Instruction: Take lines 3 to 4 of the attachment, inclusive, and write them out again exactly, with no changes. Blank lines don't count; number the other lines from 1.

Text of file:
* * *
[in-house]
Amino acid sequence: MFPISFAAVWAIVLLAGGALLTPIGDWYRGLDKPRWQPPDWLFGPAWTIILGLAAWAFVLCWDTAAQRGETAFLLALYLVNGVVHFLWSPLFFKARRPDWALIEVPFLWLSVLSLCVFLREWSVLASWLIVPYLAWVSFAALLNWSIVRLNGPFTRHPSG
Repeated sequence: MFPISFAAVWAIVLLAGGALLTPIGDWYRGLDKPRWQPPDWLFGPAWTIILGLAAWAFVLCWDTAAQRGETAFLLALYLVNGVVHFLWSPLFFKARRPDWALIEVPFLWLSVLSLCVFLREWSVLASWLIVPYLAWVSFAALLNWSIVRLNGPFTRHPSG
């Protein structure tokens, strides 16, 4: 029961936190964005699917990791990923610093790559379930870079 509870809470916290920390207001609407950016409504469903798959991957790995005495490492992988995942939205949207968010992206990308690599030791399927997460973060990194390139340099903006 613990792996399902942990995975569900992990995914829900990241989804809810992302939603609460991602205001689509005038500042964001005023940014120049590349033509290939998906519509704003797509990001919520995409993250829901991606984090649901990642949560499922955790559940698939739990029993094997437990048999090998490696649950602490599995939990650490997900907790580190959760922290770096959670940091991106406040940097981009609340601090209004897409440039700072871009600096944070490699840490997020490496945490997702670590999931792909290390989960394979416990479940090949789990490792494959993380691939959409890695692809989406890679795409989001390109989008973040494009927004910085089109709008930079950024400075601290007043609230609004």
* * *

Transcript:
Repeated sequence: MFPISFAAVWAIVLLAGGALLTPIGDWYRGLDKPRWQPPDWLFGPAWTIILGLAAWAFVLCWDTAAQRGETAFLLALYLVNGVVHFLWSPLFFKARRPDWALIEVPFLWLSVLSLCVFLREWSVLASWLIVPYLAWVSFAALLNWSIVRLNGPFTRHPSG
């Protein structure tokens, strides 16, 4: 029961936190964005699917990791990923610093790559379930870079 509870809470916290920390207001609407950016409504469903798959991957790995005495490492992988995942939205949207968010992206990308690599030791399927997460973060990194390139340099903006 613990792996399902942990995975569900992990995914829900990241989804809810992302939603609460991602205001689509005038500042964001005023940014120049590349033509290939998906519509704003797509990001919520995409993250829901991606984090649901990642949560499922955790559940698939739990029993094997437990048999090998490696649950602490599995939990650490997900907790580190959760922290770096959670940091991106406040940097981009609340601090209004897409440039700072871009600096944070490699840490997020490496945490997702670590999931792909290390989960394979416990479940090949789990490792494959993380691939959409890695692809989406890679795409989001390109989008973040494009927004910085089109709008930079950024400075601290007043609230609004």